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Beautiful Dressage tail enthusiasts! Help...

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  • Beautiful Dressage tail enthusiasts! Help...

    My horse has a pretty nice tail for the most part...however, due to dry weather and perhaps extra bathing for shows...it seems to have lost some of its luster. I know it is not diet related as his coat has never looked better and he is getting top of the line supplements/feed. Was curious to see if anyone had some good tips in regards to mane and tail products that help moisturize and detangle. I prefer to use non-silicone products as they tend to dry the hair cuticles out even more.

    I have heard some people mix their own tail/coat spray with their own recipe. If anyone would like to share their own...I would greatly appreciate it!

    Thanks in advance : )

  • #2
    My horse's full and thick tail is partly genetics and partly due to benign neglect ​​​​​​

    I just pick out any leaves, hay, grass, or whatever he gets in it by hand. I rarely wash it, but when I do I just shampoo at the roots around the tailbone, and then I follow with conditioner that I let soak in (full tail from roots to tips) for a few minutes before rinsing. I generally use a tea tree shampoo or MicroTek followed by whatever human hair conditioner I've bought. I'll brush out his tail after it dries.

    Always brush from bottom to top. I also always keep his tail banged in such a way that he doesn't step on it, and it's mostly clear from being in the mud. Maybe I brush it out once a month or less.

    In between washings it generally doesn't need anything, but I usually have some product on hand just in case. I just browse the ethnic hair care section at my local store and buy something moisturizing without silicone there.

    I do not wash his tail for every show because it is black, and simply doesn't need to be washed for every show. If your horses tail isn't gray/white, you can probably get away with that too.

    Some products will also cause build up and take away the luster of the hair, so be aware of that as well.
    Last edited by CanteringCarrot; Nov. 8, 2018, 01:34 PM.

    Comment


    • #3
      When I was in the habit of washing tails weekly (gray horse = filthy tail) I would use conditioner after EVERY shampoo. I never had to use any other product. I also never brushed, only picked through. Routine was to wash tail, put on the conditioner, wash the rest of the horse then rinse out the conditioner. The key I've found for a full thick(er) tail is to never brush, keep it banged. Good luck.

      Comment


      • #4
        Originally posted by aband12 View Post
        \...it seems to have lost some of its luster...I prefer to use non-silicone products as they tend to dry the hair cuticles out even more.
        I want to clear up a misconception here that may help you too. Silicones don't dry out hair on their own. Because they are not water soluble and don't rinse out with water, you have to use a really harsh cleanser (a sulfate) to remove them once they get into the hair. For certain hair types, this is fine, but for others (in people, those with curly/frizzy hair) this is akin to washing a wool sweater with engine degreaser, and leads to dryness and frizz. (Source: 10 year follower of the Curly Girl Method)

        One possible reason for the tail losing some of its luster is that you accidentally used a product that had a silicone in it a while ago, and your normal shampoo is a mild cleanser that isn't capable of getting the silicones out, so the tail is getting more "gunky" and duller over time. I'd do one wash with a strong clarifying shampoo (with sulfates in it) before trying the tips you get here, and then read your product labels really carefully if you don't already. It's easy to miss a silicone, ask me how I know!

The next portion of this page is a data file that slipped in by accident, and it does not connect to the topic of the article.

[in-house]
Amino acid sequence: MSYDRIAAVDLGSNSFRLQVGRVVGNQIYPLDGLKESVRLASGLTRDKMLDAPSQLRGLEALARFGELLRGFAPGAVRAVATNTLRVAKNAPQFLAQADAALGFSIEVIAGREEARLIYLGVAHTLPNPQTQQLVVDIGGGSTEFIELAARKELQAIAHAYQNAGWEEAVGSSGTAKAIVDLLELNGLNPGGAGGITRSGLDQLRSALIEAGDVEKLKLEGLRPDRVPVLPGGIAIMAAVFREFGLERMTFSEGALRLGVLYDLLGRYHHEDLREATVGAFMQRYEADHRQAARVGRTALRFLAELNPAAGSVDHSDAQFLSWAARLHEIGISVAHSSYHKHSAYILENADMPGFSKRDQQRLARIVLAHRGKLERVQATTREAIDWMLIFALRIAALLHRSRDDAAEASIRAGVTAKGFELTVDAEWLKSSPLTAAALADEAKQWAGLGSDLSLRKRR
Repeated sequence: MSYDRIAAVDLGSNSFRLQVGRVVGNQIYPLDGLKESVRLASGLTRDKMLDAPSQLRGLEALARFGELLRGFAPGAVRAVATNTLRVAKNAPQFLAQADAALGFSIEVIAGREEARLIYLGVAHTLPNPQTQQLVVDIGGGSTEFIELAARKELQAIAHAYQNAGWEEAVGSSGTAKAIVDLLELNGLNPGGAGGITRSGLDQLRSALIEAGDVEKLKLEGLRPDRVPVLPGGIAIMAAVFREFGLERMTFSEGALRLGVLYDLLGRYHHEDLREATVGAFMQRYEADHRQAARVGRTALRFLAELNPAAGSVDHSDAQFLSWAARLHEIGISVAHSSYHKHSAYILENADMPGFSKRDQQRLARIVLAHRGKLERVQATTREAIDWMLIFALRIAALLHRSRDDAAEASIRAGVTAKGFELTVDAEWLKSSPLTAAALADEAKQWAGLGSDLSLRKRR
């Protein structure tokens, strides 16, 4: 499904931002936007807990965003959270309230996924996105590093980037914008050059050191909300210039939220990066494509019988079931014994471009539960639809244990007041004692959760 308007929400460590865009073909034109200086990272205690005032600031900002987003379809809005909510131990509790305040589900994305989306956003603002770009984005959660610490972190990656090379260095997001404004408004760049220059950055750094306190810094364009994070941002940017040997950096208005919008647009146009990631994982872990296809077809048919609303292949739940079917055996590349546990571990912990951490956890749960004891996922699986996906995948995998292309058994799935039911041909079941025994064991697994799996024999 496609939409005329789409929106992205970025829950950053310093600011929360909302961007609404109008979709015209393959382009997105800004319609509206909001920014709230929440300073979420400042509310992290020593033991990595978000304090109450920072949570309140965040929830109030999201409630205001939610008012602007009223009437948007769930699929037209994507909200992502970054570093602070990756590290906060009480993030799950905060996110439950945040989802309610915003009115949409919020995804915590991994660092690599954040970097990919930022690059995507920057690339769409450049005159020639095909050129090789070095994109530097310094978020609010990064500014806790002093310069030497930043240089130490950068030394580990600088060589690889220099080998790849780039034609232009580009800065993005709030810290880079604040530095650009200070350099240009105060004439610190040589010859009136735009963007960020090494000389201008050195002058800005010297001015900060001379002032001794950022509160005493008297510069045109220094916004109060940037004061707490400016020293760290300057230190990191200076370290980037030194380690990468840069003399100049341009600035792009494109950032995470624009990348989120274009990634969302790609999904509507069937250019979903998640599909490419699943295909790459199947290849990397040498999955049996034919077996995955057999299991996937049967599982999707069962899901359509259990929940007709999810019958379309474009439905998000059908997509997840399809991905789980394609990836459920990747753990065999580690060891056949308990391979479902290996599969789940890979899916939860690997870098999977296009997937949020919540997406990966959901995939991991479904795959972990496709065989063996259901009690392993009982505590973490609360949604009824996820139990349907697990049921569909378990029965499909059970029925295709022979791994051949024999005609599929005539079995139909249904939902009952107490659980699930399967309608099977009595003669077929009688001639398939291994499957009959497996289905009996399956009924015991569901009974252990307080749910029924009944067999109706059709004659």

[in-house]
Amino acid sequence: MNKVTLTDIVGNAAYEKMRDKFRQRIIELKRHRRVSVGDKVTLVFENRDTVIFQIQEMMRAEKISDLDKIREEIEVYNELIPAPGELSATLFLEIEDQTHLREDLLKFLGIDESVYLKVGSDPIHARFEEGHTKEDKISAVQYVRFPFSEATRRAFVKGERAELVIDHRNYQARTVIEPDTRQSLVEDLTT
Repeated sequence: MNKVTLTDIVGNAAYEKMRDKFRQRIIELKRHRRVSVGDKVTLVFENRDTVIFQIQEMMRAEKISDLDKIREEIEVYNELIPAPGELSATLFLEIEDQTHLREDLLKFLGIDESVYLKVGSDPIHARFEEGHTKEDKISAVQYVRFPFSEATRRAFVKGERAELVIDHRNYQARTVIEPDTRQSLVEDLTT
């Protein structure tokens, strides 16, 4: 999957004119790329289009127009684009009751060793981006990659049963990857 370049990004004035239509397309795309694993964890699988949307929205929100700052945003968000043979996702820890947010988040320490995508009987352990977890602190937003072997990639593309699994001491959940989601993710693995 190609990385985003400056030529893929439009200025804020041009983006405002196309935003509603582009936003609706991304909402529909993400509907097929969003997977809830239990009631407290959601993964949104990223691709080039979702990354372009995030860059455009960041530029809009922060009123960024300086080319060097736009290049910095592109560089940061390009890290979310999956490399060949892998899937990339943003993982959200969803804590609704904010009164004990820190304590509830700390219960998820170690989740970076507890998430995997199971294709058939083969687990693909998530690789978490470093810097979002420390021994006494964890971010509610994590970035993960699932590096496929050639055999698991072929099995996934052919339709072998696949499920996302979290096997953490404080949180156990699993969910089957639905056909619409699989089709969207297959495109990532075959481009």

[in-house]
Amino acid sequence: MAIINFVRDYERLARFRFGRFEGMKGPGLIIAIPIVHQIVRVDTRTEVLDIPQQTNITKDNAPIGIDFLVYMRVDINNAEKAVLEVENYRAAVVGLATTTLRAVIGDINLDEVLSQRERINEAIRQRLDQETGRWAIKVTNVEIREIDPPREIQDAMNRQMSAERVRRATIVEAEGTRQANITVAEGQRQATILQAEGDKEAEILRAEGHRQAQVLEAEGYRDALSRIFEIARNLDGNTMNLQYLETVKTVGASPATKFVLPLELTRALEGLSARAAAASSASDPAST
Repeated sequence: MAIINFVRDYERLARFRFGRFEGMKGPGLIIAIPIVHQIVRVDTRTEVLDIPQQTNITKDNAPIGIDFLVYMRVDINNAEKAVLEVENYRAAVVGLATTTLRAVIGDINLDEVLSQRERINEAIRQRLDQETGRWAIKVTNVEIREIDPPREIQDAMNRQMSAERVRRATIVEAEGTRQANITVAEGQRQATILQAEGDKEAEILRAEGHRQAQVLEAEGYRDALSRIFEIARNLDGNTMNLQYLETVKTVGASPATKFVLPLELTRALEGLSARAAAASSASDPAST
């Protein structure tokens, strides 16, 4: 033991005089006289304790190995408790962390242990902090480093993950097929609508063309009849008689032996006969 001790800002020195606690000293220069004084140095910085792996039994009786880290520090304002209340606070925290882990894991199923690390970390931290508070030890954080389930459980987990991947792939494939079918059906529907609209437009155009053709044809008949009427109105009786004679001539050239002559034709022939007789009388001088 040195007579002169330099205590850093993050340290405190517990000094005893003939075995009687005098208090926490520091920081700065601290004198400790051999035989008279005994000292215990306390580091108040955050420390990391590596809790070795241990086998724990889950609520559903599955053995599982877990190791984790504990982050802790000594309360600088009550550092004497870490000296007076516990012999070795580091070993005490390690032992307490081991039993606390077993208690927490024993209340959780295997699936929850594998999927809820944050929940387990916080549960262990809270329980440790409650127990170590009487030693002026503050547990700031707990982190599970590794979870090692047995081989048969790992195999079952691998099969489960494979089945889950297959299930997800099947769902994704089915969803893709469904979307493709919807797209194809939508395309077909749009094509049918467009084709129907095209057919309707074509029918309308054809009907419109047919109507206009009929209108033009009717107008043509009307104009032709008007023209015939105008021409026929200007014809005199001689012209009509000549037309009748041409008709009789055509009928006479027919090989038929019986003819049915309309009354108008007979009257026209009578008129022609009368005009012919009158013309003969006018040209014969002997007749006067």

Another possible reason is that you miss the shine silicones gave the tail - they are really good at that! I don't know of many silicone-free products that give hair that shine that silicones do, which is annoying, but it is what it is. I'll be interested to see if anyone here has a good recommendation for that.

        Finally, once you're sure the silicones are all out and you're committed to never using them again, you can switch to a less harsh shampoo without sulfates in it, which will preserve the hair's natural moisture.
        www.cobjockey.com - Eventing the Welsh Cob

        Comment


        • #5
          I've actually been using whatever human conditioners I can find on clearance in liter bottles at TJMaxx (preferably with a pump dispenser) instead of horse products.

          Right now it is a white bottle that is coconut something or other. So I wash the tail with whatever shampoo I have, and then use plenty of the conditioner, let it sit for a few minutes and rinse.

          The next step is, once the tail is dry, to carefully comb it out with liquid coconut oil. I think this absorbs into the hair shaft better than the conditioner that is put on when the hair is already saturated with water.

          If I get around to it, after the coconut oil has had time to soak in, I do use a silicone (Cowboy Magic) to seal the whole thing and keep the hair slippery so it doesn't snag and break.

          This method helped me turn an appaloosa rat-tail into an adorable little poof of a tail that went a couple inches past her hocks by the time I sold the horse.

          The tip on the clarifying shampoo is a good one - I will use that on my dark chestnut girl to try for more shine.

          The problem with shining products for the show ring is - they are either silicone based, or they are oil-based and attract dirt. When I was around the western pleasure and Arabian halter people, we would fan out the tail and spray Pepi just before entering the ring. That might not be practical for dressage if you're doing multiple tests and don't have a groom following you around. You might get away with just putting it in the top half of the tail where it is less likely to get dirty.